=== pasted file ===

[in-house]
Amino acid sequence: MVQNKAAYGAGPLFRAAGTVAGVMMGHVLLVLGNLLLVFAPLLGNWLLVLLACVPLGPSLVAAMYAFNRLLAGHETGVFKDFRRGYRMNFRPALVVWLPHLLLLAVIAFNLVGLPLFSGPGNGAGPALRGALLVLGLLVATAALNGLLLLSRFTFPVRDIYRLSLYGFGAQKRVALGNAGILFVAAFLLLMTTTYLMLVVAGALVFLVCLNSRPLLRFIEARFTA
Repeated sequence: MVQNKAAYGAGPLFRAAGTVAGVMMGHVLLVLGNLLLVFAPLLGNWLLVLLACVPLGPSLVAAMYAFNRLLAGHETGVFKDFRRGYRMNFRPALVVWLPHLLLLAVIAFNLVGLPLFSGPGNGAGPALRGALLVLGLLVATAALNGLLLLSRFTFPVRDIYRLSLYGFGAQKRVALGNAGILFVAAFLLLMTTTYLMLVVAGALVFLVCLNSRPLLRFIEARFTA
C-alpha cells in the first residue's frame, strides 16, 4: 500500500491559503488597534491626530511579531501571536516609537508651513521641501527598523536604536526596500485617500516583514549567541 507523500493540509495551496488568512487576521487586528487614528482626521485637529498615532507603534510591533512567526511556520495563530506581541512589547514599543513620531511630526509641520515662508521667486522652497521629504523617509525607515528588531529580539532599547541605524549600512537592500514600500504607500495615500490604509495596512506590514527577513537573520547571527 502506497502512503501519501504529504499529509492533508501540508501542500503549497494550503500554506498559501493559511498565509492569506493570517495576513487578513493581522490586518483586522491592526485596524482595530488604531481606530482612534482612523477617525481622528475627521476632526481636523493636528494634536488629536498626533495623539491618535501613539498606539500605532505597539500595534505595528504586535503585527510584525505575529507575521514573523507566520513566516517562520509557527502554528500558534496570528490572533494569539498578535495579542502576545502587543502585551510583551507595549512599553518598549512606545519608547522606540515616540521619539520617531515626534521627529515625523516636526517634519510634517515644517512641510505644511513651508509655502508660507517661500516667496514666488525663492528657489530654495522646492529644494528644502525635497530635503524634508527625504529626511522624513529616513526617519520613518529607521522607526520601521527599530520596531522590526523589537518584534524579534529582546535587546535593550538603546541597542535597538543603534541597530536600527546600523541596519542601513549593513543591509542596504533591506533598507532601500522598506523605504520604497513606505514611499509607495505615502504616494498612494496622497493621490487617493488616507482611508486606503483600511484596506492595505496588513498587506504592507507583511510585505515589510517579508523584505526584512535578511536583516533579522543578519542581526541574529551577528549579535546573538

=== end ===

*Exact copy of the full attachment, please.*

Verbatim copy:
[in-house]
Amino acid sequence: MVQNKAAYGAGPLFRAAGTVAGVMMGHVLLVLGNLLLVFAPLLGNWLLVLLACVPLGPSLVAAMYAFNRLLAGHETGVFKDFRRGYRMNFRPALVVWLPHLLLLAVIAFNLVGLPLFSGPGNGAGPALRGALLVLGLLVATAALNGLLLLSRFTFPVRDIYRLSLYGFGAQKRVALGNAGILFVAAFLLLMTTTYLMLVVAGALVFLVCLNSRPLLRFIEARFTA
Repeated sequence: MVQNKAAYGAGPLFRAAGTVAGVMMGHVLLVLGNLLLVFAPLLGNWLLVLLACVPLGPSLVAAMYAFNRLLAGHETGVFKDFRRGYRMNFRPALVVWLPHLLLLAVIAFNLVGLPLFSGPGNGAGPALRGALLVLGLLVATAALNGLLLLSRFTFPVRDIYRLSLYGFGAQKRVALGNAGILFVAAFLLLMTTTYLMLVVAGALVFLVCLNSRPLLRFIEARFTA
C-alpha cells in the first residue's frame, strides 16, 4: 500500500491559503488597534491626530511579531501571536516609537508651513521641501527598523536604536526596500485617500516583514549567541 507523500493540509495551496488568512487576521487586528487614528482626521485637529498615532507603534510591533512567526511556520495563530506581541512589547514599543513620531511630526509641520515662508521667486522652497521629504523617509525607515528588531529580539532599547541605524549600512537592500514600500504607500495615500490604509495596512506590514527577513537573520547571527 502506497502512503501519501504529504499529509492533508501540508501542500503549497494550503500554506498559501493559511498565509492569506493570517495576513487578513493581522490586518483586522491592526485596524482595530488604531481606530482612534482612523477617525481622528475627521476632526481636523493636528494634536488629536498626533495623539491618535501613539498606539500605532505597539500595534505595528504586535503585527510584525505575529507575521514573523507566520513566516517562520509557527502554528500558534496570528490572533494569539498578535495579542502576545502587543502585551510583551507595549512599553518598549512606545519608547522606540515616540521619539520617531515626534521627529515625523516636526517634519510634517515644517512641510505644511513651508509655502508660507517661500516667496514666488525663492528657489530654495522646492529644494528644502525635497530635503524634508527625504529626511522624513529616513526617519520613518529607521522607526520601521527599530520596531522590526523589537518584534524579534529582546535587546535593550538603546541597542535597538543603534541597530536600527546600523541596519542601513549593513543591509542596504533591506533598507532601500522598506523605504520604497513606505514611499509607495505615502504616494498612494496622497493621490487617493488616507482611508486606503483600511484596506492595505496588513498587506504592507507583511510585505515589510517579508523584505526584512535578511536583516533579522543578519542581526541574529551577528549579535546573538